Wednesday, January 29, 2014

The State of Our Union

The cold (3 degrees outside right now) and snow and ice have virtually paralyzed my town - an unusually apt visual metaphor, perhaps, for the actual state of our actual Union. While the snow was still falling here last night, the President gave his annual address to the Congress. He spoke well enough, as one expects him to do. He addressed the crisis of increasing inequality and declining mobility, recognizing its centrality in the social struggle of the age. He spoke eloquently about the need for immigration reform, called for extending unemployment benefits for the long-term unemployed, and pointedly skewered his opponents on health care. Notably, the President emphasized doing what he could without Congress.

That, of course, highlights the fundamental problem. As Matt Miller observes in today's Washington Post, putting aside the progress this Administration has made towards universal health care coverage, in the last 20 years "the measure of a good society have gone in the wrong direction." That is the problem that bedevils that actual state of the actual Union. It is something a President can talk about (the famous "bully pulpit") and hopefully mobilize voters to care enough about. But by himself it is not something any President can appreciably alter. It's not just that fixing a broken culture requires legislation. It requires consensus - not unanimity, of course, but some degree of common consensus in society. And that - in our cynical, apolitical, self-absorbed, culturally polarized country - remains elusive at best.

The kind of society we have become is no one President's fault and is way beyond any one President's power to fix. All he can do is talk - the famous "bully pulpit" again. And, while what the President said was  good, it is nowhere near enough. The President is being faulted by pundits for his mainly modest proposals, the idea being that they represent an admission on his part that he can't get much more. True enough, but it is the country as a whole that must also be faulted for having in effect virtually given up on itself.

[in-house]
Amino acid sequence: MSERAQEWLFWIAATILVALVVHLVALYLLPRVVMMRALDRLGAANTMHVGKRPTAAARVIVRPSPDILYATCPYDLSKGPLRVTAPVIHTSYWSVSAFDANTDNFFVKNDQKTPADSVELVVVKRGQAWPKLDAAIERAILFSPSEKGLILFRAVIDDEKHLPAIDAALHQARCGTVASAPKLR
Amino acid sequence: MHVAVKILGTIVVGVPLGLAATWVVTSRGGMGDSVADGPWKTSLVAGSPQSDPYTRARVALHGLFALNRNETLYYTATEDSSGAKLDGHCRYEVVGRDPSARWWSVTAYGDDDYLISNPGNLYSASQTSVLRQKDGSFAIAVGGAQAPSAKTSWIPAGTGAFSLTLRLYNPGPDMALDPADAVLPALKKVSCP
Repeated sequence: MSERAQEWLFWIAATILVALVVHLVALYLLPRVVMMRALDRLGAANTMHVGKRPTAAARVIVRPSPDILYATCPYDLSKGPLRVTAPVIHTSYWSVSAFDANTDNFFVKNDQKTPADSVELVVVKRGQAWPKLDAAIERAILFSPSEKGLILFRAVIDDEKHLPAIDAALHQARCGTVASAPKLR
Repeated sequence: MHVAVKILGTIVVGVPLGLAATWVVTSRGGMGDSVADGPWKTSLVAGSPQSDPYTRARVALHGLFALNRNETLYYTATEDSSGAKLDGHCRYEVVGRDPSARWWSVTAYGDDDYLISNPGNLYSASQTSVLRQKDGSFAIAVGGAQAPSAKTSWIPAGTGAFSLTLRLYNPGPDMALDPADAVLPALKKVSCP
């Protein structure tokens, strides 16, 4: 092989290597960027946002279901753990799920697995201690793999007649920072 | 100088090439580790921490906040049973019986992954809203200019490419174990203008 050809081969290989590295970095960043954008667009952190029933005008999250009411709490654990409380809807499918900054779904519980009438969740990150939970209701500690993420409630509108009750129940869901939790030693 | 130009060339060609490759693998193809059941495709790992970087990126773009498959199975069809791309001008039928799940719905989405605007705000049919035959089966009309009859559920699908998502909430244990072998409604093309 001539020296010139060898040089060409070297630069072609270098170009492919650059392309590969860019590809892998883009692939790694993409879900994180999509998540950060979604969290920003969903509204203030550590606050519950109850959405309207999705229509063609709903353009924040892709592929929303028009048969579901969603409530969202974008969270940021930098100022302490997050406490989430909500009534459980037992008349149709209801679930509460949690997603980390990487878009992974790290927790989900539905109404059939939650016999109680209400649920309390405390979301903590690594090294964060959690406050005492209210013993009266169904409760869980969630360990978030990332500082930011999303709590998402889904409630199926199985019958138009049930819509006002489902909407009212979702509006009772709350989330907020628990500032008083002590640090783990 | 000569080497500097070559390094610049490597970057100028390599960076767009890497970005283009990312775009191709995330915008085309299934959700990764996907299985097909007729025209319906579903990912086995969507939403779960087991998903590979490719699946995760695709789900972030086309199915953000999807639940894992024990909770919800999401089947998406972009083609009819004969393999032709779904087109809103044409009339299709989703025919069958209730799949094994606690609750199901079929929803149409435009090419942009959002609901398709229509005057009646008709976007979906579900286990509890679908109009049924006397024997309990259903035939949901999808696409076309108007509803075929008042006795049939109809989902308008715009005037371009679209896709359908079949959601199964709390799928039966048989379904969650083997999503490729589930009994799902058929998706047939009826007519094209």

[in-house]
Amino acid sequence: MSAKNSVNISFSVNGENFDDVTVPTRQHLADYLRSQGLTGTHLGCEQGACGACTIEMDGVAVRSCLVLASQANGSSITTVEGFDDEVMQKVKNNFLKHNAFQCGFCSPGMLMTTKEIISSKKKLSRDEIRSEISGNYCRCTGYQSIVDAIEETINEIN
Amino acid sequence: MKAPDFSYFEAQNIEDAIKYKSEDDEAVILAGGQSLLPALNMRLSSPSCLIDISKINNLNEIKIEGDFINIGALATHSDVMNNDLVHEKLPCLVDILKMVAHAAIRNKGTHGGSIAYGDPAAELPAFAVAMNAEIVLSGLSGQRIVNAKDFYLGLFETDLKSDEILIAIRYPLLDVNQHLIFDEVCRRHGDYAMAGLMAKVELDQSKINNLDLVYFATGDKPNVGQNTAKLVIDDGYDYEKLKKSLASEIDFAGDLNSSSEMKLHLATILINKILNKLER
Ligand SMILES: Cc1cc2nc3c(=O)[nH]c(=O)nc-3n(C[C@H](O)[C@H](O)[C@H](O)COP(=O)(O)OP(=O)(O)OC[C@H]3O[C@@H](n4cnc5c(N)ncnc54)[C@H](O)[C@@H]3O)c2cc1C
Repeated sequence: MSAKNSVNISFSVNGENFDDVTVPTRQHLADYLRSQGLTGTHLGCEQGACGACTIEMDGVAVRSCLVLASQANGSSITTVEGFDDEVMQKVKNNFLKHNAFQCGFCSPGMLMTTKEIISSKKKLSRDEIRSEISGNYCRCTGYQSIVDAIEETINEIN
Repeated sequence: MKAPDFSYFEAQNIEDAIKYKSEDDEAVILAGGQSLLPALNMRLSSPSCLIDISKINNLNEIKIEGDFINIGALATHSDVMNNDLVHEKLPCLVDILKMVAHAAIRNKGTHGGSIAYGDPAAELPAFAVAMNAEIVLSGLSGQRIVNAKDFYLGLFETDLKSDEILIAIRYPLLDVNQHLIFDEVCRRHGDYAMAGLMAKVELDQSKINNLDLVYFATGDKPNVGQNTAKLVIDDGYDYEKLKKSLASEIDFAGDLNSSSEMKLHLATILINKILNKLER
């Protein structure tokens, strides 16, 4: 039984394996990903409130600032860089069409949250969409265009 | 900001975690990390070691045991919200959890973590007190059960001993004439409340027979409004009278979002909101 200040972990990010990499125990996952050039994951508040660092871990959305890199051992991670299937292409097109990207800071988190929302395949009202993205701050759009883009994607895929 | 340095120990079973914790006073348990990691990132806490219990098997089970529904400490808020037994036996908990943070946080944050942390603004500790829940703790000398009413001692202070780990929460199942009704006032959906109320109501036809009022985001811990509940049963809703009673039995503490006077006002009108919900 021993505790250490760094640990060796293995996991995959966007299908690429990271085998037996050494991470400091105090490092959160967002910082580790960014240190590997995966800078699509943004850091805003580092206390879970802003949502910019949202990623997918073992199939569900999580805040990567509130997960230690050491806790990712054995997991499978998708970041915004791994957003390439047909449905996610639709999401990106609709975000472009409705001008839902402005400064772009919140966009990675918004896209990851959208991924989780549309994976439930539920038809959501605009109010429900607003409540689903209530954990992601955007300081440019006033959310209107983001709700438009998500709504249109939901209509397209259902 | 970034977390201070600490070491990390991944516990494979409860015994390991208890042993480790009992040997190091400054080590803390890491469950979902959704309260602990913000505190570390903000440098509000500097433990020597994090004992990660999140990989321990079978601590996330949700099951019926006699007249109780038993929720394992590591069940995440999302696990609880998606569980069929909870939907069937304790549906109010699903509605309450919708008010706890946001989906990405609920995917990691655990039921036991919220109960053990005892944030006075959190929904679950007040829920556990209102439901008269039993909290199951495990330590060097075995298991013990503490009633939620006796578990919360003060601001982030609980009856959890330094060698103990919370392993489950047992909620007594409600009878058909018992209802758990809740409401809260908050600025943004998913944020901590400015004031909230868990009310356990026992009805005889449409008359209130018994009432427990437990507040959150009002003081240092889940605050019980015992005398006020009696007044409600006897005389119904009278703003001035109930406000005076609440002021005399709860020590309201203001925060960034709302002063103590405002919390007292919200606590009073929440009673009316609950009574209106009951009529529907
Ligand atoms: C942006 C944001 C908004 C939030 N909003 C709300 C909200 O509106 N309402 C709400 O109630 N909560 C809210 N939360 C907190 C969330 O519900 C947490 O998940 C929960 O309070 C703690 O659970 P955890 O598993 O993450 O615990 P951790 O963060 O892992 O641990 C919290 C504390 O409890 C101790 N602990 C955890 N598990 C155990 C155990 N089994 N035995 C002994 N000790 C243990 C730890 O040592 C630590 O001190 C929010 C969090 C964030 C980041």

To his credit, the President largely avoided highlighting his (and his party's base's) extreme positions on polarizing social and cultural issues. Yet that omission also highlights an ongoing part of the problem. Extending health care coverage is an important step in healing the maldistribution of wealth and opportunity in our society. So is immigration reform. So is extending unemployment benefits.  So are higher wages. So are any number of other worthy things the President is proposing. But moral and cultural calamities like the so-called "marriage gap," for example, also need to be addressed. The decline of marriage and the collapse of the American family are both symptoms of economic inequality and declining mobility and contributors to its intensification and long-term continuation from this generation to the next.  As long as one side in our politically polarized non-debate remains wedded to economic policies that favor the few at the expense of the many and the other side remains wedded to a moral and cultural ideology that undermines family and community, our divisions cannot easily be repaired nor our decline reversed.

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